What makes the place different from other halfway houses are the patients who live there. Contrary to the usual practice of taking people who have been in the mental hospital only a short time, Wellmet accepts people whom the hospital has given up as hopeless and whose families have forgotten them. Jean Carmel, the vibrant, charismatic executive director of Wellmet--herself a former director--says that most families with a mentally ill member have struggled so long with the problem that the patient's incomprehensible tantrums and truculence have become "a living thorn in their sides." Therefore when the patient is making no progress under therapy, the hospital can persuade the family to let him be consigned to a back ward and let his therapy be discontinued. Hampered by insufficient personnel, the hospital is often forced to give up on unresponsive patients.
Their chance of recovery almost irrevocably gone, these patients are doomed to years of lonely rotting under custodial care unless a volunteer or social worker takes an interest in them. Jean Carmel describes with pride one such woman who spent her days lying on the floor. During her first month at Wellmet she refused to leave her room except for meals, and then only after great coaxing. Eight months later she got a job and not long afterwards moved out on her own.
Such a metamorphosis is no more dramatic than the change patients face in leaving the hospital behind to enter the "total environment" of Wellmet. Some are terrified. As Mrs. Carmel says, "They've been out of this world for years." All social contacts are nerve-wracking, and there is the constant threat of regression into old problems. The residents, mostly in their 30's and beyond (but lately younger), usually receive no real therapy, the reasoning being that it's best to leave capped what they have capped. But the house has a psychiatrist and a psychologist as consultants. They come to the weekly discussion periods, prescribe medication, and are generally available, but nevertheless are on the periphery. According to Mrs. Carmel, they are there as much to learn from the students as to teach. The residents work their problems out in real situations instead of in the artificial confines of the psychiatrist's office.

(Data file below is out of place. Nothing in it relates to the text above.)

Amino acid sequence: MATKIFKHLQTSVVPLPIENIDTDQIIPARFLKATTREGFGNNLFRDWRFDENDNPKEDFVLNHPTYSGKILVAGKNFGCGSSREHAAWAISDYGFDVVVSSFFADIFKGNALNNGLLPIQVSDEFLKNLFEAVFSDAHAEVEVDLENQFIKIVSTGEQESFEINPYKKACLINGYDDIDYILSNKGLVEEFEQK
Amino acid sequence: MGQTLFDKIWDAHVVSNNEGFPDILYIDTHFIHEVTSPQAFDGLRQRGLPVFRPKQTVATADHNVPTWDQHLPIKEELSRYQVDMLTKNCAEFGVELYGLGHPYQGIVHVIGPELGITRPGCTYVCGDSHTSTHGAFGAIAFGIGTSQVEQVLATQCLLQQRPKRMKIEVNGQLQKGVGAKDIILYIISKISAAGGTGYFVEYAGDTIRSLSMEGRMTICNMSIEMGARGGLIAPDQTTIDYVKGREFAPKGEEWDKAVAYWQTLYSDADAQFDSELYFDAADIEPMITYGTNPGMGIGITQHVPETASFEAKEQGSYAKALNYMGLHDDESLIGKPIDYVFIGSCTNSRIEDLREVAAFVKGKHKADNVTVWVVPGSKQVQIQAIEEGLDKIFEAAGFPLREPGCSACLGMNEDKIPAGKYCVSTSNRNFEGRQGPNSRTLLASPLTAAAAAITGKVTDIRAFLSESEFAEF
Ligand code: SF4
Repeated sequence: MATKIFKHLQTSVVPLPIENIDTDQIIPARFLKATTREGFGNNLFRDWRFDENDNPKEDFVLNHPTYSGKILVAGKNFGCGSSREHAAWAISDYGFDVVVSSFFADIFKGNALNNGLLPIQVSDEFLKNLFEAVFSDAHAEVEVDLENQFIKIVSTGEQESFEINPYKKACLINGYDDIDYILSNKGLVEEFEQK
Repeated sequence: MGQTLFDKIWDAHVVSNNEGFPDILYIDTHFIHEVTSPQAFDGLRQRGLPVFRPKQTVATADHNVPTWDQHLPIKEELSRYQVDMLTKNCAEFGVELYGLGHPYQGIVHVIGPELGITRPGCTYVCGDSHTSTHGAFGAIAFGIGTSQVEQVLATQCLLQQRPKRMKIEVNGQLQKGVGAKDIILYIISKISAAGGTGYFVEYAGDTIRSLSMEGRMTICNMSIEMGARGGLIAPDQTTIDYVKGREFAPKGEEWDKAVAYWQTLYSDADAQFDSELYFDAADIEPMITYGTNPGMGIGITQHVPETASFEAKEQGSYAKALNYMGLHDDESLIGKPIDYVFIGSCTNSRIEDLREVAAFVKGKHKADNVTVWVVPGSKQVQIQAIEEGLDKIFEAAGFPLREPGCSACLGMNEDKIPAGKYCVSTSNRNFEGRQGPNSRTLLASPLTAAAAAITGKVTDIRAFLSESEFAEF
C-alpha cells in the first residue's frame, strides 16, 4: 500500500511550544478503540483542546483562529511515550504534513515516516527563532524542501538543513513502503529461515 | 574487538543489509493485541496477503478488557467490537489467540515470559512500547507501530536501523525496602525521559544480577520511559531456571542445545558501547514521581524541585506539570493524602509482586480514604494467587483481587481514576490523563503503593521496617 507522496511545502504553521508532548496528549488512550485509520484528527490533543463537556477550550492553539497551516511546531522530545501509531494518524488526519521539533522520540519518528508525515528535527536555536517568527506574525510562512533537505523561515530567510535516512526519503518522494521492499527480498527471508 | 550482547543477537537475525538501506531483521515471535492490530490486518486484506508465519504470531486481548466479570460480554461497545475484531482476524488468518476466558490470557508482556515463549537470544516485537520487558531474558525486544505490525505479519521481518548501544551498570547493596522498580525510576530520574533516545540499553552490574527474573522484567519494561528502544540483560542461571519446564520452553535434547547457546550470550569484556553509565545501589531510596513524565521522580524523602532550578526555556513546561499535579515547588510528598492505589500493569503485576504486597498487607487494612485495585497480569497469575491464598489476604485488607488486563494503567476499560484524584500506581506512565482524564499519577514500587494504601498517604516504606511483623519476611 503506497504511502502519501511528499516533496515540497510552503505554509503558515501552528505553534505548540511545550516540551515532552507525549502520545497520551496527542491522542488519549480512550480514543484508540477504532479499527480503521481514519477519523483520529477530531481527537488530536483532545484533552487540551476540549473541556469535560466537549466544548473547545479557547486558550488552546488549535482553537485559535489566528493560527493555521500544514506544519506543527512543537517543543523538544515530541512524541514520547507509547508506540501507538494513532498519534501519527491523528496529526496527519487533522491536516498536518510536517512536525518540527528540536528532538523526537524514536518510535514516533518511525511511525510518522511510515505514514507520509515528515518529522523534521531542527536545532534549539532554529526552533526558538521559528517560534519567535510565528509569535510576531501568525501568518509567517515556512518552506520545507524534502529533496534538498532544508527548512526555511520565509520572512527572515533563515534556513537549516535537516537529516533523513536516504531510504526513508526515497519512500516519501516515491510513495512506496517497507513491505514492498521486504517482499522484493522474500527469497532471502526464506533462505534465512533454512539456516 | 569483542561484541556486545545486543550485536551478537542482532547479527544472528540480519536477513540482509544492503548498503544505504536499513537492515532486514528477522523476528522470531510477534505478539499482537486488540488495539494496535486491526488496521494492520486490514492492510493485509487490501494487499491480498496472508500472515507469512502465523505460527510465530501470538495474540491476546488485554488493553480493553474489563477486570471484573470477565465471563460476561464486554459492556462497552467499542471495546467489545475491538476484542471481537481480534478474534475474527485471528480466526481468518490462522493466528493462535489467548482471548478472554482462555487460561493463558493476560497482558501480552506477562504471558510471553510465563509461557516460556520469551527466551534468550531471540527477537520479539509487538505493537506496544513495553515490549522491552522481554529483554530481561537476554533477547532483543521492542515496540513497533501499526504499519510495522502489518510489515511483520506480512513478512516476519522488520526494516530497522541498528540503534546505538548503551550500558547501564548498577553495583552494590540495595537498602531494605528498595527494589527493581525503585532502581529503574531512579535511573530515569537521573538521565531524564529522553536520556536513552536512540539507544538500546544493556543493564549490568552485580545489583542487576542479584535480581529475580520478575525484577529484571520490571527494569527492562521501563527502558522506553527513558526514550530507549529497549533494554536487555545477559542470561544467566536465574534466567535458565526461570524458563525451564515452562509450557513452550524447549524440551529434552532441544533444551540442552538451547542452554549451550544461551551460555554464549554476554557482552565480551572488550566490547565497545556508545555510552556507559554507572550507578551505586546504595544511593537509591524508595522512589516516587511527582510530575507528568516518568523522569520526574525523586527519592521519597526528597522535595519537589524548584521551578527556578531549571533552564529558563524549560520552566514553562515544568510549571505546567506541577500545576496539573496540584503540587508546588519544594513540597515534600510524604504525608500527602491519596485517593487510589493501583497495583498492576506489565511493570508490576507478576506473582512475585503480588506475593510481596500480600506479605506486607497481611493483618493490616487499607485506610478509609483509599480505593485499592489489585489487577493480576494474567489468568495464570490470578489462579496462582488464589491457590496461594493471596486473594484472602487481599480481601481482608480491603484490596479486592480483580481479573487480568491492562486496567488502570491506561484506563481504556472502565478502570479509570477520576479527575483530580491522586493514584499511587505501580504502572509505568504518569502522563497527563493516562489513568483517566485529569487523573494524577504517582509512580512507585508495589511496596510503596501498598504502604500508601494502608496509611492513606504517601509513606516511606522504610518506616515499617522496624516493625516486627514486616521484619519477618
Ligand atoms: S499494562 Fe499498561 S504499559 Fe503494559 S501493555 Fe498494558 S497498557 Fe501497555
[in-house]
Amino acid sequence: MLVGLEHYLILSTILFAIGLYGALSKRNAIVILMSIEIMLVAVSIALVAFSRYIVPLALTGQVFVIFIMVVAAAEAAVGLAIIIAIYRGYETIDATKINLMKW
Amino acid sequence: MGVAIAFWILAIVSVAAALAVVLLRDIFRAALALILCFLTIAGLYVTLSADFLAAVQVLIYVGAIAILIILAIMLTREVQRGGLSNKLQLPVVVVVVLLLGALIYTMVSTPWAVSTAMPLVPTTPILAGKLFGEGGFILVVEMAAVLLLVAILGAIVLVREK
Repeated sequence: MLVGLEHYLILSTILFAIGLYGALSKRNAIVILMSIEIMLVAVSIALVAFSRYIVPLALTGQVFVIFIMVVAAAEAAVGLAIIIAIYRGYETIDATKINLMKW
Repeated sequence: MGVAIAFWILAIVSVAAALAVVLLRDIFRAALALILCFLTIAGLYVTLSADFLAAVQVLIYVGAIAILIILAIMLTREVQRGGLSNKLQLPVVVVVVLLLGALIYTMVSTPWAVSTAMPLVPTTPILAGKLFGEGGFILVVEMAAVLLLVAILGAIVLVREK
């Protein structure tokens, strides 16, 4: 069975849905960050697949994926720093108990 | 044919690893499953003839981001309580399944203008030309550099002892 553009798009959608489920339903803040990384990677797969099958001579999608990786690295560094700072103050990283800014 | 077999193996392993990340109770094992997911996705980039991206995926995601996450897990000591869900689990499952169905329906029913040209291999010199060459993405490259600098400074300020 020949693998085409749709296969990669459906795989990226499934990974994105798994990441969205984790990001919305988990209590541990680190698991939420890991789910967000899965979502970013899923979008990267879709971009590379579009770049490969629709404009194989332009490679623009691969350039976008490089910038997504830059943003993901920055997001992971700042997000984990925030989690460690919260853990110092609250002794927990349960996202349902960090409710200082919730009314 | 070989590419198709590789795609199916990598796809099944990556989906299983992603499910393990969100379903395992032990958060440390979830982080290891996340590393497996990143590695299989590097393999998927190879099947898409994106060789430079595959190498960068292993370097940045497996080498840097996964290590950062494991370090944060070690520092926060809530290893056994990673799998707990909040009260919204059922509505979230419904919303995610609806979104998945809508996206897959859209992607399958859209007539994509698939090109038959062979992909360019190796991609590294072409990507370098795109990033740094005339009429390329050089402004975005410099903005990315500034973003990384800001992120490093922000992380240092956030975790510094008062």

Wellmet's immediate practical concern is to find the patient a job or to bring him to the point where he's ready for a job. The theory is that a patient must have a job to survive in the outside world; he must avoid becoming too dependent on the students, and he must learn to fend for himself. Mrs. Carmel says that the most sensitive problem is matching the person to the right job. Some residents are afraid to exercise their full potentiality, taking a dishwasher's position when they are suited to a responsible and creative job, while others develop impossible aspirations from associating with the students. Usually a compromise is worked out which, in the words of another staff member, "may not be a glorious, wonderful life, but still is the best a patient is capable of." Once past the tough stage, Mrs. Carmel says, residents are good workers. "They're sodamned glad that someone has given them a chance."